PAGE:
Tax Analysts, a leading provider of tax news, analysis, and commentary, covers the tax issues involving cancellation of debt income.
Generally, when a taxpayer borrows money but the debt is eventually cancelled or forgiven, the taxpayer recognizes income in the amount of the cancelled debt. However, under section 108 of the Internal Revenue Code and associated regulations, exceptions apply. Exclusions apply for taxpayers with a debt discharge in a Title 11 bankruptcy case, insolvent taxpayers, or a discharge of qualified farm indebtedness or qualified real property business indebtedness. The coordination of these exclusions – that is, which exclusion takes precedence – is discussed in section 108(a)(2).
The amount excluded from income under section 108 does reduce the taxpayer’s tax attributes. The order in which the attributes are reduced is set out in section 108(b)(2).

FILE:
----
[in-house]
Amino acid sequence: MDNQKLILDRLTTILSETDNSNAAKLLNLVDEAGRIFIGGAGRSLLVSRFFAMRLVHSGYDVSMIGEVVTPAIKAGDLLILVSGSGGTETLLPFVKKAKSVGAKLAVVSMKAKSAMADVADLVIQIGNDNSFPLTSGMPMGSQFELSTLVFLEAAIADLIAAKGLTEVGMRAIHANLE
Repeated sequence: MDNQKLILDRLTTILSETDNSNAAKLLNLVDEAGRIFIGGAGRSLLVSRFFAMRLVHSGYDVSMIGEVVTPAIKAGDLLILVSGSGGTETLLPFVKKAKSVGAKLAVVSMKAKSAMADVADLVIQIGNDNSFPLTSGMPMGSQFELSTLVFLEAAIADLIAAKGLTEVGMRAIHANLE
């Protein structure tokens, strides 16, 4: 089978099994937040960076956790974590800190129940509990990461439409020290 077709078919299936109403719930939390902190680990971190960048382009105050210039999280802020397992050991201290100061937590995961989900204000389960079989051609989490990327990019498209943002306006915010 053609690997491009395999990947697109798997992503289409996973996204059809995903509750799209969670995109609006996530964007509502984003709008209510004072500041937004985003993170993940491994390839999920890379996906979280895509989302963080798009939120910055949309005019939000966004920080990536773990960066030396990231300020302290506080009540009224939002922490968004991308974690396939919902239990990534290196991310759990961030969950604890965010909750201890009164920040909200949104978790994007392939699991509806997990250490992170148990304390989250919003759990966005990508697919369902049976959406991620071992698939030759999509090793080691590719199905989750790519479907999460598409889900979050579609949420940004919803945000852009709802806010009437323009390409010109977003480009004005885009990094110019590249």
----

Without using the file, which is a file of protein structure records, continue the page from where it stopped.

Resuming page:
An exception also existed for a discharge of indebtedness related to a taxpayer’s primary residence before 2014. Although a number of bills have been introduced to extend this exception (S. 608, H.R. 1002), such an extension has not yet been enacted.
Under section 108(f), student loans may be forgiven without indebtedness discharge income for individuals who work in certain professions for listed classes of employers, which include government units, educational organizations, and the National Health Service Corps.
Tax Analysts consistently and promptly publishes all relevant developments regarding cancellation of debt income.